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September 25, 2015

Crescent Heights says 4/C tower will be 1,111 feet, and 102 stories

Images courtesy LMN Architects [enlarge]
The complex would total more than 1.4 million square feet, with 1,200 housing units in a tower above office space, a hotel and retail.

Crescent Heights Inspirational Living, a developer based in Miami, filed a draft design review packet with the city yesterday showing the first images and more details about 4/C, its proposed tower at 701 Fourth Ave.

The Fourth and Columbia tower would be 1,111 feet tall, which would make it the tallest tower on the West Coast. The plan is for 102 stories.

The 4/C complex would total more than 1.4 million square feet, with 1,200 residential units, 151,650 square feet of office space, 150 hotel rooms and 15,500 square feet of retail. About 750 parking stalls would be located below and above ground.

The document lists a figure of $290 million.

The massing study indicates the approximate size and volume, but not the final design.

LMN Architects is designing the project.

Documents show a 240-foot podium that would contain retail, office space and the hotel. The podium takes up most of the half-block site on the west side of Fourth Avenue between Columbia and Cherry streets. A slimmer residential tower would sit on top of the podium.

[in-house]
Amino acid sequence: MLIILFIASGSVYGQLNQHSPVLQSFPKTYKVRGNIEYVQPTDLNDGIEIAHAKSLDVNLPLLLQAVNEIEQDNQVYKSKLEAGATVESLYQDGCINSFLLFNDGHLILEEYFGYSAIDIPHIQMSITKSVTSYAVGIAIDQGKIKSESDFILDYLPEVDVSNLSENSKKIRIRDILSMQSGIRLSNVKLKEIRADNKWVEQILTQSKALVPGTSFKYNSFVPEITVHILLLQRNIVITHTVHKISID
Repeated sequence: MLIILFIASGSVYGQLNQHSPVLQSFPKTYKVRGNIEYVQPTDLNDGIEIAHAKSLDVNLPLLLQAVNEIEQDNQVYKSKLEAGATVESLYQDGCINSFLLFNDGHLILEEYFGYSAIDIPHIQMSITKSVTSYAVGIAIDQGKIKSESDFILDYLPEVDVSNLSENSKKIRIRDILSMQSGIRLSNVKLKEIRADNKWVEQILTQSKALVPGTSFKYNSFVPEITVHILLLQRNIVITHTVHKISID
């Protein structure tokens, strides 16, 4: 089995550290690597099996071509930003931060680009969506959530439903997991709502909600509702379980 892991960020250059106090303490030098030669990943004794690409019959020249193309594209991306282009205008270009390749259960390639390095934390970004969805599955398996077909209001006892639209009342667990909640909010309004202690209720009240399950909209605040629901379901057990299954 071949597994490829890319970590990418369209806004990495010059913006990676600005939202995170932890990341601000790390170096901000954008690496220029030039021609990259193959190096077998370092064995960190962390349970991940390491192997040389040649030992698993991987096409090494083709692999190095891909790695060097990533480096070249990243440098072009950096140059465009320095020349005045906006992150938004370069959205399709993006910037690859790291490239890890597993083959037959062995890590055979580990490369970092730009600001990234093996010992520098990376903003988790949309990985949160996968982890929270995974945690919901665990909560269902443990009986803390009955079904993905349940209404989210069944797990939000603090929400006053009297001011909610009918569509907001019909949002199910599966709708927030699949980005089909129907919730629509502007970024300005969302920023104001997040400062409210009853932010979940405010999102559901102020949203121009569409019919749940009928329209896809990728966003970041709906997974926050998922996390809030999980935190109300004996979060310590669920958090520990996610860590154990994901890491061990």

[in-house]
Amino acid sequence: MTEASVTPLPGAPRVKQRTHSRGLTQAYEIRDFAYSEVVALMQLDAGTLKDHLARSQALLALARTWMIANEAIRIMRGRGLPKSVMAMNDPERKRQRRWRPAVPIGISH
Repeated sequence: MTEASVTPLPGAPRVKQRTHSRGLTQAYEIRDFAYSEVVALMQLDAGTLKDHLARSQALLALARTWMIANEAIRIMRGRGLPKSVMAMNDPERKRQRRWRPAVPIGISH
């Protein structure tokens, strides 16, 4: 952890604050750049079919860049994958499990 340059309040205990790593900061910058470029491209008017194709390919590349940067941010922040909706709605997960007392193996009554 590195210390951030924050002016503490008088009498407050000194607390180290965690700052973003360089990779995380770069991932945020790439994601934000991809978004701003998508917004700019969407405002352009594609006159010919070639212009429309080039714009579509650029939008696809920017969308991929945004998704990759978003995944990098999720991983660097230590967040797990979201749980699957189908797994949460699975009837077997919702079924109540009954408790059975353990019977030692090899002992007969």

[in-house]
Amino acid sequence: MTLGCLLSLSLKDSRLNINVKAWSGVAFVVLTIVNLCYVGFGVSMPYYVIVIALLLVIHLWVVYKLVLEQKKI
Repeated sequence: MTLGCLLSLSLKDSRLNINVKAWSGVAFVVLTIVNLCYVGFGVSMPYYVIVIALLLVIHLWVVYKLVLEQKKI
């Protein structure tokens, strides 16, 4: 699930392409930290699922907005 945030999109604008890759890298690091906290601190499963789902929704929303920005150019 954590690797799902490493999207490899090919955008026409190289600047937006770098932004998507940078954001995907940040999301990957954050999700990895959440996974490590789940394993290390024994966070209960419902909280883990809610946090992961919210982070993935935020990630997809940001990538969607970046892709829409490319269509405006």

Crescent Heights' preferred option has vertical and horizontal segmentation, or “cuts”, on the exterior to break up the facade. Some of the cuts would be at the height of significant structures in the city's history such as Smith Tower, Columbia Center and the Space Needle.

“By modulating the facade, the design avoids the monolithic extrusion typical of most high-rise towers and feels more like a stitched-together urban community,” the documents say.

The first design review meeting is set for 7 p.m. Nov. 17 in City Hall, 600 Fifth Ave.

The area around Crescent Heights' project is busy during the work day, but there is little to do at night.

Crescent Heights said in the documents that the area is changing, and new housing will bring in more around-the-clock activity.

“New building trends clearly show a movement toward a downtown that is active 24 hours a day, seven days a week,” according to the documents. “Proposed buildings around the site will create amenities that will be open at all hours of the day. Creating residential units in this area will allow people to live where they work and relax.”

A document filed with the city earlier this week indicates Howard Howlett of LMN Architects is working with the Federal Aviation Administration to ensure the tower doesn't interfere with airplanes taking off or landing at Boeing Field.

Notes from a Sept. 9 meeting with the city indicate Crescent Heights would like to begin construction in 2017.

Crescent Heights last week paid $48.75 million, or $1,707 per square foot, for the half block. The seller was the Costacos family.

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